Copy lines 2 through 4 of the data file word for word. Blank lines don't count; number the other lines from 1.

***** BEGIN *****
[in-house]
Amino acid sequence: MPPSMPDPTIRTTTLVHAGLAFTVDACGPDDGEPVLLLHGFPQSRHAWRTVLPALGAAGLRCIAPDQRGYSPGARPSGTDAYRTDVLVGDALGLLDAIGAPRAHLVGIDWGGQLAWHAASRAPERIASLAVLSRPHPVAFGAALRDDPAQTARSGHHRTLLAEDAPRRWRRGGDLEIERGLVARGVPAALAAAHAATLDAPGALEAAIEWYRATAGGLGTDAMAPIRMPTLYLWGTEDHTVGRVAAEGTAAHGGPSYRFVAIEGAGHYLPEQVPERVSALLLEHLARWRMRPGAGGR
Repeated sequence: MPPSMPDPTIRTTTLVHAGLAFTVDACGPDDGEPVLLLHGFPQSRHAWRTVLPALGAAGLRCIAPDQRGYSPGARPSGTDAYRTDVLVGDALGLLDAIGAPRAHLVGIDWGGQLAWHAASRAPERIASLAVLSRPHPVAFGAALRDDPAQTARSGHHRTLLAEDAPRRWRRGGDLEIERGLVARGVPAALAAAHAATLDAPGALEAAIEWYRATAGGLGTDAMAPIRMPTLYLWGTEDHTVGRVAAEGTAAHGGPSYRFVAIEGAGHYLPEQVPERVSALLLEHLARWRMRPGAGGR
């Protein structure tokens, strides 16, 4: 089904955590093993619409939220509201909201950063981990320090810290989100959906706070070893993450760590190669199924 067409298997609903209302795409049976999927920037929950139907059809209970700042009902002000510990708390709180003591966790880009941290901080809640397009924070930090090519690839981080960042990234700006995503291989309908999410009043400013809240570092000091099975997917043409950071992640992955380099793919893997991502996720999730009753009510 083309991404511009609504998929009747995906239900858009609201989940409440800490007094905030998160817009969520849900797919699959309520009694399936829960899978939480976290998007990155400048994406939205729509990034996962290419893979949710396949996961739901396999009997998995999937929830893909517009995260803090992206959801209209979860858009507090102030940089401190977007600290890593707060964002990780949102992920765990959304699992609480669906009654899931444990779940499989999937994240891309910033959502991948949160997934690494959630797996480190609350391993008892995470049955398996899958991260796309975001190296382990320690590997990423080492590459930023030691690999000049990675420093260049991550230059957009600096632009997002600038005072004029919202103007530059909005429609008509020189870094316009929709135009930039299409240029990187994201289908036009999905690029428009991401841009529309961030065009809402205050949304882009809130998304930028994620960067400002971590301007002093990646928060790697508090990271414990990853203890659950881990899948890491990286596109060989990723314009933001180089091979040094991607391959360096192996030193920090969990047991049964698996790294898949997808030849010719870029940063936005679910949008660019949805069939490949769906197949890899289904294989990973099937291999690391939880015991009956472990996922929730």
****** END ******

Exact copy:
Amino acid sequence: MPPSMPDPTIRTTTLVHAGLAFTVDACGPDDGEPVLLLHGFPQSRHAWRTVLPALGAAGLRCIAPDQRGYSPGARPSGTDAYRTDVLVGDALGLLDAIGAPRAHLVGIDWGGQLAWHAASRAPERIASLAVLSRPHPVAFGAALRDDPAQTARSGHHRTLLAEDAPRRWRRGGDLEIERGLVARGVPAALAAAHAATLDAPGALEAAIEWYRATAGGLGTDAMAPIRMPTLYLWGTEDHTVGRVAAEGTAAHGGPSYRFVAIEGAGHYLPEQVPERVSALLLEHLARWRMRPGAGGR
Repeated sequence: MPPSMPDPTIRTTTLVHAGLAFTVDACGPDDGEPVLLLHGFPQSRHAWRTVLPALGAAGLRCIAPDQRGYSPGARPSGTDAYRTDVLVGDALGLLDAIGAPRAHLVGIDWGGQLAWHAASRAPERIASLAVLSRPHPVAFGAALRDDPAQTARSGHHRTLLAEDAPRRWRRGGDLEIERGLVARGVPAALAAAHAATLDAPGALEAAIEWYRATAGGLGTDAMAPIRMPTLYLWGTEDHTVGRVAAEGTAAHGGPSYRFVAIEGAGHYLPEQVPERVSALLLEHLARWRMRPGAGGR
């Protein structure tokens, strides 16, 4: 089904955590093993619409939220509201909201950063981990320090810290989100959906706070070893993450760590190669199924 067409298997609903209302795409049976999927920037929950139907059809209970700042009902002000510990708390709180003591966790880009941290901080809640397009924070930090090519690839981080960042990234700006995503291989309908999410009043400013809240570092000091099975997917043409950071992640992955380099793919893997991502996720999730009753009510 083309991404511009609504998929009747995906239900858009609201989940409440800490007094905030998160817009969520849900797919699959309520009694399936829960899978939480976290998007990155400048994406939205729509990034996962290419893979949710396949996961739901396999009997998995999937929830893909517009995260803090992206959801209209979860858009507090102030940089401190977007600290890593707060964002990780949102992920765990959304699992609480669906009654899931444990779940499989999937994240891309910033959502991948949160997934690494959630797996480190609350391993008892995470049955398996899958991260796309975001190296382990320690590997990423080492590459930023030691690999000049990675420093260049991550230059957009600096632009997002600038005072004029919202103007530059909005429609008509020189870094316009929709135009930039299409240029990187994201289908036009999905690029428009991401841009529309961030065009809402205050949304882009809130998304930028994620960067400002971590301007002093990646928060790697508090990271414990990853203890659950881990899948890491990286596109060989990723314009933001180089091979040094991607391959360096192996030193920090969990047991049964698996790294898949997808030849010719870029940063936005679910949008660019949805069939490949769906197949890899289904294989990973099937291999690391939880015991009956472990996922929730």